The Five Roles We Play

There are five roles that each person on our planet takes. The potential for each of these roles exists in all of us, and we all embody each of them at one time or another. That being said, each person has a primary role. The roles are: Explorer, Leader, Facilitator, Reminder, and Servant.



Explorers open new worlds—often inadvertently. They usually do what they feel drawn to, largely for the sake of realizing their desires and satisfying their curiosity. Some of the endeavors they desire to undertake can seem either excessively bold, downright selfish, or a combination of both.

However, if they commit sufficiently and take their explorations far enough, they can end up benefitting other people—regardless of whether they originally intended to. This is what it means that explorers open new worlds inadvertently: they simply follow their feelings and end up pioneering entirely new ideas and inventions.

Charles Darwin did not board the Beagle with the intention of coming up with a theory that radically transformed science and continues to heavily influence scientific thought today, over 100 years later. In this way, some explorers take us to new heights and become important messengers. Their active, powerful imaginations are their strength.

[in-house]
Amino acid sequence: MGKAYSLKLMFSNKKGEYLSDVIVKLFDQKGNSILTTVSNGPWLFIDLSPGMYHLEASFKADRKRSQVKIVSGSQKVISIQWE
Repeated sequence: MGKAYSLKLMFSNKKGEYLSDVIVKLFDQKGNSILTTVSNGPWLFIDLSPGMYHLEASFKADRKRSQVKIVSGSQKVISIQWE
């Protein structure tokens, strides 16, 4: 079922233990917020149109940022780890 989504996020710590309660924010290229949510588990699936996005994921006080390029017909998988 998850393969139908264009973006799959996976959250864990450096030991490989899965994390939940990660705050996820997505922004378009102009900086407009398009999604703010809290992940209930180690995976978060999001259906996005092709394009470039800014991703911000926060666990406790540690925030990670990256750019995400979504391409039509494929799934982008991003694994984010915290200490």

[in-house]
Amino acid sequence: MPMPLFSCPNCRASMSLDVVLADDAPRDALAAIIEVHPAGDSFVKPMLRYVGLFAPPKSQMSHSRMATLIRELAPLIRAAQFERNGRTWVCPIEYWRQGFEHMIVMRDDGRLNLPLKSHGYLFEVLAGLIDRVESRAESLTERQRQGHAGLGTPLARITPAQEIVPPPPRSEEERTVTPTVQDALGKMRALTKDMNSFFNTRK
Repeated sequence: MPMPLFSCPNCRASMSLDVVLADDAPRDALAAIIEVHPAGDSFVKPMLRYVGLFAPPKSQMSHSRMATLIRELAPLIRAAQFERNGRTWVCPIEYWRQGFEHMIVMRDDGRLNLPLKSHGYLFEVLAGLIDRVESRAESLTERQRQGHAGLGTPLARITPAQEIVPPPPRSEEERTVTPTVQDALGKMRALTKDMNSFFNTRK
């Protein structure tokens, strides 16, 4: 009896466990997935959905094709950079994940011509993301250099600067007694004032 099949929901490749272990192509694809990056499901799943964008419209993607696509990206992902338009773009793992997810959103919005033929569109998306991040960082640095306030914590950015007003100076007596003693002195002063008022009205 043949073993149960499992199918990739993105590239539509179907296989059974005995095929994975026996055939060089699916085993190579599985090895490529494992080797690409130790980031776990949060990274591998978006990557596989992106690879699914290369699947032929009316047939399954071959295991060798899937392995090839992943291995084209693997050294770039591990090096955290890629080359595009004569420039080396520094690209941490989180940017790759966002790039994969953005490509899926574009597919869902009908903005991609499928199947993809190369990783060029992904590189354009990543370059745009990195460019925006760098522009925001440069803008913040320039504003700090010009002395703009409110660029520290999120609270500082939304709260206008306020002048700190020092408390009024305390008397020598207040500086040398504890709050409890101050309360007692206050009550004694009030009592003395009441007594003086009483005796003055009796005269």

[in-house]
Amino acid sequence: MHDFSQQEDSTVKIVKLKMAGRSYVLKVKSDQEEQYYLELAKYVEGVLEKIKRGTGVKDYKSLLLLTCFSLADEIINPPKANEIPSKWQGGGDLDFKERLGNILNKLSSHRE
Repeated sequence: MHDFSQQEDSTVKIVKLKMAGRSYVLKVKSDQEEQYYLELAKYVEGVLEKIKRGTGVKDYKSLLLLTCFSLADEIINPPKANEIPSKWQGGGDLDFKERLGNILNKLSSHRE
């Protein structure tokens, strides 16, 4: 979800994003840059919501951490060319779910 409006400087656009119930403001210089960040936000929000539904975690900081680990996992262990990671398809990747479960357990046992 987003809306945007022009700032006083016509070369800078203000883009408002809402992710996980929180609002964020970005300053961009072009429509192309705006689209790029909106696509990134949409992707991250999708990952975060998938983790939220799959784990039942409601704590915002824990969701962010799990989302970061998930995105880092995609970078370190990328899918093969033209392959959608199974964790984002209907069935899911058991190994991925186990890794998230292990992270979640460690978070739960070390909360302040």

It’s worth noting that, because anything possible is eligible to be explored, explorers can and do explore the other four roles available to humans as well.

The highest value of explorers is freedom.



Leaders are among the most deliberate people on Earth. They are very clear about why they’re here and they know exactly what they’re doing. They are still susceptible to mistakes, but they know what they want, and they fully commit themselves to getting it.

The common desire of leaders is forward progress, and this is also their highest value. Leaders may define “forward progress” differently from one another, and go about creating forward progress in different ways.